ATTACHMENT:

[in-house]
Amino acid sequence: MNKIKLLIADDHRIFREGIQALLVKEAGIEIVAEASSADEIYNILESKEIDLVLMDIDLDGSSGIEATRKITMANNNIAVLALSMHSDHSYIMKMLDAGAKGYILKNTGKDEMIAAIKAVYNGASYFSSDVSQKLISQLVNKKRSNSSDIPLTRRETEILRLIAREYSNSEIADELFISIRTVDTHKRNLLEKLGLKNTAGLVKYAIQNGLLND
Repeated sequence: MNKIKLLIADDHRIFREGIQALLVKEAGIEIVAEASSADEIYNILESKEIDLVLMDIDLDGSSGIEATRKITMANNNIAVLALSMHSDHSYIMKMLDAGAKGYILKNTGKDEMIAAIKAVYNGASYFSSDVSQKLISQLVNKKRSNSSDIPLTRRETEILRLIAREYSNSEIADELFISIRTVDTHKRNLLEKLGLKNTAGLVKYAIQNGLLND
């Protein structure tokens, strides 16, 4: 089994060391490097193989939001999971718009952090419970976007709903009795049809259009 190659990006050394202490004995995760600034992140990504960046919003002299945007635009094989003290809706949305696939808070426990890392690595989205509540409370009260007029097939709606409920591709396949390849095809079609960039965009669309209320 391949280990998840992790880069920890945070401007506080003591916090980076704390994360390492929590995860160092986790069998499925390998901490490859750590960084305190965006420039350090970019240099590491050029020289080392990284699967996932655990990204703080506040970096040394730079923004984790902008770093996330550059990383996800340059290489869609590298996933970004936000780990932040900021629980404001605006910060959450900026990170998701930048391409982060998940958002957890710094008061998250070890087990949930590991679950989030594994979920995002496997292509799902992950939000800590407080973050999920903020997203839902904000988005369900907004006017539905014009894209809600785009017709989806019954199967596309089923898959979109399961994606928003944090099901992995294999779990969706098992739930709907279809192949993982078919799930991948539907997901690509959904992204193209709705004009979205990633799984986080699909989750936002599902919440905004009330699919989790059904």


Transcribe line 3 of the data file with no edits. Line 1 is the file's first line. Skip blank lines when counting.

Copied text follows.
Repeated sequence: MNKIKLLIADDHRIFREGIQALLVKEAGIEIVAEASSADEIYNILESKEIDLVLMDIDLDGSSGIEATRKITMANNNIAVLALSMHSDHSYIMKMLDAGAKGYILKNTGKDEMIAAIKAVYNGASYFSSDVSQKLISQLVNKKRSNSSDIPLTRRETEILRLIAREYSNSEIADELFISIRTVDTHKRNLLEKLGLKNTAGLVKYAIQNGLLND